Once referred to as maturity-onset diabetes, type 2 diabetes is no longer seen only in older adults. Unfortunately, it is now being detected at younger ages, including in children. According to the Australian Institute of Health and Welfare (AIHW), around 400 cases of type 2 diabetes are diagnosed each year in those aged 10 to 24 years.
Type 2 diabetes occurs as a result of insulin resistance. Insulin resistance is a problem where the body’s insulin, the hormone needed to control blood glucose levels, is unable to work properly to get glucose from the bloodstream into muscles and cells. Carrying extra weight worsens insulin resistance and this is why children who are overweight are at higher risk. As a result the body has to produce more insulin to try to overcome the resistance and keep blood glucose levels normal. Over time, however, the body may no longer be able to continue to make enough insulin to overcome the insulin resistance, so blood glucose levels rise and diabetes develops.
Both lifestyle factors and genetics can contribute to a child’s risk of developing type 2 diabetes. Children most at risk are those who:
- Have a family history of type 2 diabetes
- Are overweight or obese
- Are physically inactive
- Have poor eating habits
- Are of Aboriginal or Pacific Islander background or from other high risk ethnic groups such as Indian or Chinese backgrounds
Type 2 diabetes is often thought to be less serious than type 1 (the more common type of diabetes in children which requires insulin injections) but this isn’t the case. Regardless of the type of diabetes or the treatment, diabetes is a serious health condition. Over time, high blood glucose levels can lead to other health problems including heart, kidney, eye and nerve problems, with the risk of these increasing the longer someone has diabetes. This means that being diagnosed young is a real concern, as the chance of developing complications is higher and they are more likely to develop earlier in life.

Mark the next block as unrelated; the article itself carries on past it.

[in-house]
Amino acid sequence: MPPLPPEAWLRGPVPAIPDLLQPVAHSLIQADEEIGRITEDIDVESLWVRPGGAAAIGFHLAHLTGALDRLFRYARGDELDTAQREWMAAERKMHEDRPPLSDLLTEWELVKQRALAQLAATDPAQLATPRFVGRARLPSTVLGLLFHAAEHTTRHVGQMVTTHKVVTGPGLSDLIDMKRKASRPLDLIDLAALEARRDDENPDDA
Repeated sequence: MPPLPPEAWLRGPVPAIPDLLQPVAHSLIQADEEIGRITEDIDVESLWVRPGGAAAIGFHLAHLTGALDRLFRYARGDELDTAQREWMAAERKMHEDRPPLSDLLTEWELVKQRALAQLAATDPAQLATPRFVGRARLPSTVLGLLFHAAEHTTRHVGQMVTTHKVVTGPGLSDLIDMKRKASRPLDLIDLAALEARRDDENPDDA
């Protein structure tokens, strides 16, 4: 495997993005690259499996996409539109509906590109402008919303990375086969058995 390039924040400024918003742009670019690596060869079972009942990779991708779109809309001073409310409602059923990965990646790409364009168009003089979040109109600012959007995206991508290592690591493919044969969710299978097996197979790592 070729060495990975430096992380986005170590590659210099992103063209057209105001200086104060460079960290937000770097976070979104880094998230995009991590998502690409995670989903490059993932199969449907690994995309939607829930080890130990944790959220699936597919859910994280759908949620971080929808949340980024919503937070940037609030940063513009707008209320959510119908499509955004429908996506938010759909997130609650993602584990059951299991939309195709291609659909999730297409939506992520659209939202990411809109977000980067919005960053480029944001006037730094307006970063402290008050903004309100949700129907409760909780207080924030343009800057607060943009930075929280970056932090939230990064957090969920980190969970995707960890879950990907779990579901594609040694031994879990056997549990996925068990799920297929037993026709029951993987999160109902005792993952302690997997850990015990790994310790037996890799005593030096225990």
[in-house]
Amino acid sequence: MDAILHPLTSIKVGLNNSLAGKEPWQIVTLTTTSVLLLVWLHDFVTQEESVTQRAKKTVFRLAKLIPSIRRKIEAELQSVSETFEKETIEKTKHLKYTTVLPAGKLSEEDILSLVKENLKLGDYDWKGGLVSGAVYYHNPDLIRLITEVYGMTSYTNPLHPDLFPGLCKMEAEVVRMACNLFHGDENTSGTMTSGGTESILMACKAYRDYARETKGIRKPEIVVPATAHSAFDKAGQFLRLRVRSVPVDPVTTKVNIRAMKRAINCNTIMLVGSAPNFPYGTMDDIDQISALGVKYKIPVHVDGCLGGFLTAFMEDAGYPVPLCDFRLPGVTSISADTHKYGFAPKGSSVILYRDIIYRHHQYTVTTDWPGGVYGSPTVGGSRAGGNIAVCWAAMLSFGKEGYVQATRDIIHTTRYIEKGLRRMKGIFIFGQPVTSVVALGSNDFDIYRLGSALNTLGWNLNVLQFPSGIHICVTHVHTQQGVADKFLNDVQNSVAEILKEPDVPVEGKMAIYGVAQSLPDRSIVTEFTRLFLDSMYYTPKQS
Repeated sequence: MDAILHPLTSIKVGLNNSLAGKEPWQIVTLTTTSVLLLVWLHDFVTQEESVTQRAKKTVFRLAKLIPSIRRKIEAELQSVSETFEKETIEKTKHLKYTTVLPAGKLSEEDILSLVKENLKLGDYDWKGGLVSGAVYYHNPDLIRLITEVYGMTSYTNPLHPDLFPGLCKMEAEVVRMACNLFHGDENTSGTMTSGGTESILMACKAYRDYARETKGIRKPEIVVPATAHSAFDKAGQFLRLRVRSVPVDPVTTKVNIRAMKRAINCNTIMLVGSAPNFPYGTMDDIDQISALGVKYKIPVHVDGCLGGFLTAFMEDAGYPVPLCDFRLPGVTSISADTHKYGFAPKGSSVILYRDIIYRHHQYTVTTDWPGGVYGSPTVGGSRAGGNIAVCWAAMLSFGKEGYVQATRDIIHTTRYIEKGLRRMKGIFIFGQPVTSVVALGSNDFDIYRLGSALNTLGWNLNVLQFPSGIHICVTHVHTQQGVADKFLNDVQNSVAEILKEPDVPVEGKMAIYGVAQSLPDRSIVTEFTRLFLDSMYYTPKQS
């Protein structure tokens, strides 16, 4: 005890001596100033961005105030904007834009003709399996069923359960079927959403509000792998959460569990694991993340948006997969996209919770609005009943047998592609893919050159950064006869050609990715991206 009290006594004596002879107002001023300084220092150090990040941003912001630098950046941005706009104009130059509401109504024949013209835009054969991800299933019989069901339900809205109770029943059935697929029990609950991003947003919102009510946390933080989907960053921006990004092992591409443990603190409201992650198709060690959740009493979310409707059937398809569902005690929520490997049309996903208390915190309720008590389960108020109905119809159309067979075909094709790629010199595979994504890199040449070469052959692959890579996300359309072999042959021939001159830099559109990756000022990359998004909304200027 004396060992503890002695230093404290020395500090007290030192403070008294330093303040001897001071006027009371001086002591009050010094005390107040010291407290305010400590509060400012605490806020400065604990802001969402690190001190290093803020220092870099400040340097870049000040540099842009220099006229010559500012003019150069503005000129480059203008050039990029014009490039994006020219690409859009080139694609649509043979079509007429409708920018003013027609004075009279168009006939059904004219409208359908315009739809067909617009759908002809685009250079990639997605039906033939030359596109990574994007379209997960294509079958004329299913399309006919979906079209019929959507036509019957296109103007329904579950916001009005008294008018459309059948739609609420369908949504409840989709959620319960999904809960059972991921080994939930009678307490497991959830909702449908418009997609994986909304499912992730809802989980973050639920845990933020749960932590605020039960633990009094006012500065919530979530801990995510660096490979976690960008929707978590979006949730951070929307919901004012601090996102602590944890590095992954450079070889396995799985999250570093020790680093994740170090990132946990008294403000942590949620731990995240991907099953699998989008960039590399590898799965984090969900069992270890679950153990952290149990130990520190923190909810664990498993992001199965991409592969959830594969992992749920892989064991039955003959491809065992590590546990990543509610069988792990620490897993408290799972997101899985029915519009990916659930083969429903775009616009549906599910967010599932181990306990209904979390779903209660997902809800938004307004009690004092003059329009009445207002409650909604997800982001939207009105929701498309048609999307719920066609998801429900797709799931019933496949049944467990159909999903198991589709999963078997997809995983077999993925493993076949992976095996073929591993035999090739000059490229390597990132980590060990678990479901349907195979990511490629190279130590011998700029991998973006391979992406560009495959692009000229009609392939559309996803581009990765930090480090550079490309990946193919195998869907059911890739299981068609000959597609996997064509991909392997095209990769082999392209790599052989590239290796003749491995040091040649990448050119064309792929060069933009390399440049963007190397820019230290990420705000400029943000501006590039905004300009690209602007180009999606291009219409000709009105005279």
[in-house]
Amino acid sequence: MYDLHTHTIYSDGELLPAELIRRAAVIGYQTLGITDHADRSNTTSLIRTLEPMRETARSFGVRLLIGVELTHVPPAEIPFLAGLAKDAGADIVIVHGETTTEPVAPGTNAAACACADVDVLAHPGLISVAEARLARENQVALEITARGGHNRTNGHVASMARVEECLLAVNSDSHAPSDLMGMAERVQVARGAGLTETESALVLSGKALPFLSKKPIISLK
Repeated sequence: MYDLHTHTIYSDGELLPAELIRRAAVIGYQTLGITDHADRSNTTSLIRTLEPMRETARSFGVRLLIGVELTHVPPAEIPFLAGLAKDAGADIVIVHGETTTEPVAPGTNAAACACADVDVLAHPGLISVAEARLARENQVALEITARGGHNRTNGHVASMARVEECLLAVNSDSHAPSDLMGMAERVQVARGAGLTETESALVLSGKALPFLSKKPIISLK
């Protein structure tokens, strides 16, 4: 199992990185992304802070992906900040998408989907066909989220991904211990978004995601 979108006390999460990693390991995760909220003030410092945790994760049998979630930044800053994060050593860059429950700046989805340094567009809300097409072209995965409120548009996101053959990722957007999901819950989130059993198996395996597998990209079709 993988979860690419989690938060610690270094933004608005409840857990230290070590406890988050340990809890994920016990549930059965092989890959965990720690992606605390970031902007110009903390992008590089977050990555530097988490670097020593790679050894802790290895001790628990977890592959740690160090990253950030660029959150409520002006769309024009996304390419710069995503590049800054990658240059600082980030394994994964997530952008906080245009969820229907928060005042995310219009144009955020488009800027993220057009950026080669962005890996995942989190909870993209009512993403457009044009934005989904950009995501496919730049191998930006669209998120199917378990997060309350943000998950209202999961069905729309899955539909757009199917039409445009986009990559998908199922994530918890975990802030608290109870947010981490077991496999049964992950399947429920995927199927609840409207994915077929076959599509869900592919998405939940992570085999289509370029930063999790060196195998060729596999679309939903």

The good news is that with lifestyle factors playing a big part in the development of type 2 diabetes, there’s a lot that you can do to reduce your child’s risk. This is important for all children, but particularly those who are at increased risk due to a family history or ethnic background. As a parent you can help to reduce your child’s chances of type 2 diabetes by developing healthy lifestyle habits as a family. This includes:
- Providing and encouraging healthy food choices. In the latest Australian National Health Survey only 68% of children aged 2–18 years met the guidelines for recommended daily serves of fruit and 5% met the guidelines for serves of vegetables. Similarly, only 5% met both guidelines.
- Encouraging physical activity and reducing sedentary time – this could include encouraging your child to become involved in sports and activities they enjoy and being active as a family on weekends and holidays
- Limiting screen time – a number of studies have shown a link between screen time, particularly television watching, and diabetes risk. In the latest National Health Survey, children and adolescents aged 5–17 years spent, on average, over two hours a day (136 minutes) in sedentary screen-based activity and less than one-third (29%) met the recommendations for screen time in the National Physical Activity Guidelines (no more than two hours of non-educational screen time each day).
- Addressing weight issues through healthy lifestyle choices and seeking professional help where needed. Australia’s 2014–15 National Health Survey found that 27% of children aged 5–17 years were overweight or obese, putting them at risk of type 2 diabetes and other health problems.
Making these changes will not only reduce diabetes risk but also help to manage it in those who are affected.
For more information:
NDSS Information Sheet: Type 2 diabetes in children and adolescents
- Australian Bureau of Statistics – National Health Survey: First Results, 2014–15
- Australian Bureau of Statistics – Physical Activity, 2011–12
- AIHW 2014. Type 2 diabetes in Australia’s children and young people: a working paper. Diabetes series 21. Cat. no. CVD 64. Canberra: AIHW